Among the Republican Presidential contenders on the main stage, there is near unanimity in their opposition to the Iran Deal. The suspiciously named Jeb Bush has called the deal “dangerous, deeply flawed, and short-sighted.” Really, Mr. Bush?

Aside from Jeb Bush’s response, the architects of the Iraq War who worked for his brother, including Stephen Hadley, Paul Wolfowitz and the redoubtable Dick Cheney, have uniformly come out against the Iran Deal.

Mr. Cheney claims that the deal will “accelerate” Iran’s ability to acquire the bomb. This sounds mighty familiar.

And of course the right wing commentators have piled on too, using purple language to undermine the President. Leading the media charge are the usual suspects, including the likes of Bill Kristol and Sean Hannity. What was their position in the run-up to the Iraq War? Well, they were wrong.

The same old crowd

The fact is that these are the people doing the “demonizing.” They demonize President Obama and Secretary of State Kerry at every turn, applying terms like “dangerous” and “delusional.” They claim that the President “does not know what he is doing.”

And, yes, these are the same people eager to redirect Condeleezza Rice’s breathless claim that “we don’t want the smoking gun to be a mushroom cloud” from Iraq toward Iran.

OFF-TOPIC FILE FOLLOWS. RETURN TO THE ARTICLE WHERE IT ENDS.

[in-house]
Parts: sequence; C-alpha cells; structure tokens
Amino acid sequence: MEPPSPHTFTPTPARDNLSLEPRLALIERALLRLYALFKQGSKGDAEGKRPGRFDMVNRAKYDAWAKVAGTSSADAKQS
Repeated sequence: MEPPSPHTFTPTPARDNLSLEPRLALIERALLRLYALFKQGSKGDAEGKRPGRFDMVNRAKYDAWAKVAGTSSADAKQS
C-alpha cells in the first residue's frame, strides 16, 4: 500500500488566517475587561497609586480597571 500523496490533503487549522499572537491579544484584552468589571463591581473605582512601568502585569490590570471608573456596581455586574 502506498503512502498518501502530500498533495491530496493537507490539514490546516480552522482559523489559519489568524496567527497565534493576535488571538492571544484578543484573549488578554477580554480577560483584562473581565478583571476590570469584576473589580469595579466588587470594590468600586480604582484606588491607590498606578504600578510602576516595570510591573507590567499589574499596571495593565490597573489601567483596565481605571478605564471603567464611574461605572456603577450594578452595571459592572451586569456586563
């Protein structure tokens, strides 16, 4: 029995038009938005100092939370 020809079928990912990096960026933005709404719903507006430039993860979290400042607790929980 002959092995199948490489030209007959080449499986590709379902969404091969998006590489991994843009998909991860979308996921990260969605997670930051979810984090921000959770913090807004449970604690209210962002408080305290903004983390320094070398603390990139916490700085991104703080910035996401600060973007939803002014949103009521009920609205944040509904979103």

The reality is that there is a significant part of the U.S. foreign policy establishment that is more comfortable with confrontation than they ever are with accommodation. They are steadfast in their refusal to accept the idea that diplomacy, time and the benefits of global legitimacy can turn a blood enemy into a major trading partner, even an ally.

These are the folks who refuse to recognize that moderate behavior has changed America’s relationship with former enemies like Vietnam, China and even Russia. And despite committing mistake after mistake – the biggest being the Iraq War – these prophets of doom are permitted to maintain their status as credible voices on U.S. foreign policy.

Let’s be more circumspect

Political leaders of all parties need to be more careful – more temperate, too — in choosing their positions on issues of every type. Only by holding politicians and policymakers fully accountable for past mistakes will they become more deliberate – and perhaps more accurate — in forming their views.

The naysayers about Iran may very well prove to be correct in their assessments. That is not the point here.

The point is that President Obama was right to recognize that many of the same voices that led us into Iraq are the self-same voices arguing against the Iran Deal. And that should count for something.


The same people who triggered the 2003 U.S. invasion of Iraq now categorically reject the Iran Deal.

In American politics, are there no consequences for one’s previous actions?

John McCain was wrong then -- and he is wrong now.

A part of the US foreign policy establishment believes more in confrontation than accommodation.

Why do these prophets of doom still hold their status as credible voices on US foreign policy?